Times to Turn the Other Cheek in the Culture War?

Some conservative commentators seem to be confused about the New York Times’ hiring this week of Sarah Jeong to sit on the newspaper’s editorial board.

I’m thinking in particular of NeverTrumpers who opine that this hiring and others like it are perfectly acceptable because media outlets may hire whomever they please. When that new hire does something on the job to merit termination, then show ’em the door.

Well, duh. Obviously. The question is not whether the leftist media can, but whether they should abet the normalization of societal scourges, such as racism or bigotry against a particular group (if the Left even believes that such racism can exist).

Conservative commentators who rushed to the Times’ defense this week don’t seem particularly bothered by this corrosive societal development. They assure us they’re aware of the Left’s hypocrisy and double standard on such matters. Nevertheless, they gravely intone, pointing this out—let alone demanding Jeong lose her prestigious new job before she’s even started—is boorish and injurious to the body politic.

Why? By applying an obtuse standard of moral equivalency, these commentators think that being outraged about racism and genocide jokes means you’re part of the problem with our civil discourse. This is an Orwellian judgment worthy of Twitter CEO Jack Dorsey, who defines optimal “conversational health” as one where only progressive dialogue is permissible.

In consequence, these conservative commentators advise us to remain above the fray, and thus turn the other cheek—so the Leftist media can kick the other side of our butt. This is sound advice if you’re drumming up business for a proctologist. It isn’t so sound for a political movement. (See my colleague Karl Notturno’s take on this story.)

What, then, is causing these conservative commentators’ confusion?

First, they seem to believe the New York Times gives a rat’s rump what they think. I fear they do not. Nor, for that matter, likely do any of the leftist media outlets praising the Times for standing by the hire and defending Jeong’s past tweets with sundry progressive apologias for “making fun” of white people by wishing society would “cancel” their existence.

But perhaps I am mistaken. After all, where do leftist media outlets find token conservatives other than through a long litany of diatribes against their fellow conservatives and, if need be, against their own earlier works? Perhaps these conservative commentators’ defanged takes on Jeong’s tweets will lend them the recognition to someday barter the remnants of their political souls for a gilded cage at a legacy newspaper’s online petting zoo? Hey, we all have dreams . . .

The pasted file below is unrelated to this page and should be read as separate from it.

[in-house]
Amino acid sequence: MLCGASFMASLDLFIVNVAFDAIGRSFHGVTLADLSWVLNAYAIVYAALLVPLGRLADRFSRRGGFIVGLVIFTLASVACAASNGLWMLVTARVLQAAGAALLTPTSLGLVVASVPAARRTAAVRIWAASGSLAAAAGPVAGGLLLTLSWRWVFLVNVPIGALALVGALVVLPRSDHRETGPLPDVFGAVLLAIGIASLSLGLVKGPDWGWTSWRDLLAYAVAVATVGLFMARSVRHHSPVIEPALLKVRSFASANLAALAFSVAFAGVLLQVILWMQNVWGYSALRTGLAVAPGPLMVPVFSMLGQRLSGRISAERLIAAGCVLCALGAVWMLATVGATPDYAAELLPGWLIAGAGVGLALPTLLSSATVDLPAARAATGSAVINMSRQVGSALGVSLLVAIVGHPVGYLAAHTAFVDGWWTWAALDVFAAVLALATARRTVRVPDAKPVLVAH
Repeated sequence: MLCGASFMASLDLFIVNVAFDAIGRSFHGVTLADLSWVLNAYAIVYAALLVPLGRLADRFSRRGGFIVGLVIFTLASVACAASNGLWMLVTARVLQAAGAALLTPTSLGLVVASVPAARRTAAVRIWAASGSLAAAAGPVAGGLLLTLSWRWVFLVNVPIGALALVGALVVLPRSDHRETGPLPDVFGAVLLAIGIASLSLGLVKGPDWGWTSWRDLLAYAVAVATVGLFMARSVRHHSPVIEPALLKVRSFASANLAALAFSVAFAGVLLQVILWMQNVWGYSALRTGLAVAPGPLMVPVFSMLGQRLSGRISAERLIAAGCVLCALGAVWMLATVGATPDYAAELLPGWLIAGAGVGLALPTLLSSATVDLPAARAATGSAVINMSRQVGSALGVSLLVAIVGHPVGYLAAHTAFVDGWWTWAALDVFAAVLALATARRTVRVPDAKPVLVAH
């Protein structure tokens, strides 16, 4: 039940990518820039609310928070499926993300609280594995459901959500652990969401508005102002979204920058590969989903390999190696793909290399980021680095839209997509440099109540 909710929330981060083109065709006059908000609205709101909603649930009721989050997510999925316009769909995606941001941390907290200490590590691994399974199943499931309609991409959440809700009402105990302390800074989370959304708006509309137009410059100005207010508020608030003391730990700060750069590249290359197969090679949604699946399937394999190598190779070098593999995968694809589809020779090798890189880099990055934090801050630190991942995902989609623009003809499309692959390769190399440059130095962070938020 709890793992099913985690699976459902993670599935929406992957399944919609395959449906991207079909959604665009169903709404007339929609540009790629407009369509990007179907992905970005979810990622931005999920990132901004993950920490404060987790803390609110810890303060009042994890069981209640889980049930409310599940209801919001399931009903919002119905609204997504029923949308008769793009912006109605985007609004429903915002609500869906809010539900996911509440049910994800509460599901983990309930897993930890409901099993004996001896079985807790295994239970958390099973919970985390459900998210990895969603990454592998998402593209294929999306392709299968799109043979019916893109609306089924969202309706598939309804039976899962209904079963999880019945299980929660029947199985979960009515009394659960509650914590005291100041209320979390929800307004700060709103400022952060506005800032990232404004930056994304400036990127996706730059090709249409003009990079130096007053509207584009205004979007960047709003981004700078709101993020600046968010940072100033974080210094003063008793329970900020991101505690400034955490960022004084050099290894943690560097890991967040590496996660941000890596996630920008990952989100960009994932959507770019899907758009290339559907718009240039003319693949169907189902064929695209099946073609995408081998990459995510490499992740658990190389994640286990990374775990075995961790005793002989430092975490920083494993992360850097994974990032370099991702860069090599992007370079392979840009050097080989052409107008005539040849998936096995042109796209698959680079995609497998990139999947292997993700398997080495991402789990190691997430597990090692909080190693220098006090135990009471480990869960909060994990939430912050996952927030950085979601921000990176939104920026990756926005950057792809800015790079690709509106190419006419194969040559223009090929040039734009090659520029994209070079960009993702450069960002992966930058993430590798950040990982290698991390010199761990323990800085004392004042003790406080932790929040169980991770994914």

But that is only one cause of their confusion. The other is that these conservative commentators think we give a rat’s rump that they condone the hiring.

In their minds, we are but a pretext to virtue signal their pundit class cohorts across the political spectrum. Just because they proffer us condescending, anile advice, they believe we actually think they’re talking to us and are grateful for their sagacity.

Like so much else, these commentators are sorely mistaken.

When a leftist media outlets seek to redefine and normalize racism, we know silence is not an option. We need to raise our voices to let our fellow Americans know what the Left is up to; and, we hope, to foster a consensus as to how to keep our republic free, prosperous and safe for all.

For, unlike our so-called conservative commentators, we are not “above the fray.” We are in the fray—and it’s where we’re needed.

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Photo Credit: Don Emmert/AFP/Getty Images

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About Thaddeus G. McCotter

An American Greatness contributor, the Hon. Thaddeus G. McCotter (M.C., Ret.) represented Michigan’s 11th Congressional district from 2003 to 2012 and served as Chair of the Republican House Policy Committee. Not a lobbyist, he is a frequent public speaker and moderator for public policy seminars, and a Monday co-host of the "John Batchelor Show" among sundry media appearances.